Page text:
Article Text


Implementation of chlamydia screening in a general practice setting: a 6-month pilot study
  1. David I Harris, MRCGP, DFFP, Principal in General Practice
  1. Killamarsh Medical Centre, Sheffield, UK
  1. Correspondence to Dr David I Harris, Killamarsh Medical Centre, 209 Sheffield Road, Killamarsh, Sheffield S21 1DX, UK. E-mail: david.harris{at}


Objective To determine whether screening for asymptomatic Chlamydia trachomatis infection could be undertaken in the context of a smear clinic or other sexual health consultation in general practice.

Methods A prospective, opportunistic, cohort study was undertaken in a general practice setting. The participants were asymptomatic women aged 16–24 years and men aged 16–34 years who were screened for Chlamydia trachomatis by testing endocervical swabs or first-voided urine samples. The main outcome measure was the uptake of the screening offer and the presence or absence of chlamydia infection as indicated by the test result.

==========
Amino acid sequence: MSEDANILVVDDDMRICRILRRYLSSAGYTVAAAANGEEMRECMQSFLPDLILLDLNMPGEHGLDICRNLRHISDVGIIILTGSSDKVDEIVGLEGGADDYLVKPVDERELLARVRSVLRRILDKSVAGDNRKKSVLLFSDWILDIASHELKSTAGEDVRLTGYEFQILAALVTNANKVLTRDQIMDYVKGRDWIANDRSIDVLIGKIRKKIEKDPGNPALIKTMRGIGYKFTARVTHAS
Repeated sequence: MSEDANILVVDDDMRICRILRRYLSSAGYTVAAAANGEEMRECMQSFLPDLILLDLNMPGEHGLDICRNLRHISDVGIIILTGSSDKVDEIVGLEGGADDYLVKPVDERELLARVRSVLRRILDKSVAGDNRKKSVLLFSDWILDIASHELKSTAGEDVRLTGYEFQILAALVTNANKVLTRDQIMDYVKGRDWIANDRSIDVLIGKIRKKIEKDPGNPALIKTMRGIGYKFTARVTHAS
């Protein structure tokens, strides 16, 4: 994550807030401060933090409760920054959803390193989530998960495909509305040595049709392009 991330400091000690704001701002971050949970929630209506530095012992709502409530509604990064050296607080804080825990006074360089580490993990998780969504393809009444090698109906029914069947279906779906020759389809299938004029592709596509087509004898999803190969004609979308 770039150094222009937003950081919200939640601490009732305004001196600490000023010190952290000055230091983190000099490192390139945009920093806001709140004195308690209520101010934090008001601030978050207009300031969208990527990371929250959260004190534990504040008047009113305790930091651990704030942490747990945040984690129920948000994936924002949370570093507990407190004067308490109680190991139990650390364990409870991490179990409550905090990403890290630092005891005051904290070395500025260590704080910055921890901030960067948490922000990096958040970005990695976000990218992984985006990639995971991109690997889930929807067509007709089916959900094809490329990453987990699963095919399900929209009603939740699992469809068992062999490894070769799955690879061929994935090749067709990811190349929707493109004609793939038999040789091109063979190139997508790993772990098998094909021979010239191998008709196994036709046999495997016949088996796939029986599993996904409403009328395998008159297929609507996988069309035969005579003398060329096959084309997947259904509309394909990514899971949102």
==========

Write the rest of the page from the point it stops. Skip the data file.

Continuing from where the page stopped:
Results A total of 115 patients (109 women and six men) were offered screening. Eighty-one (70%) patients accepted, with five positive results, giving an overall prevalence of 6.2% (5/81, 95% CI 1–11%). Of those offered screening when having a smear, 8.3% (3/36, 95% CI 0–17%) were positive.

Conclusion Screening for chlamydia can be undertaken in the context of existing services offered in general practice (e.g. a smear clinic or consultation) where contraception/sexual health is discussed.

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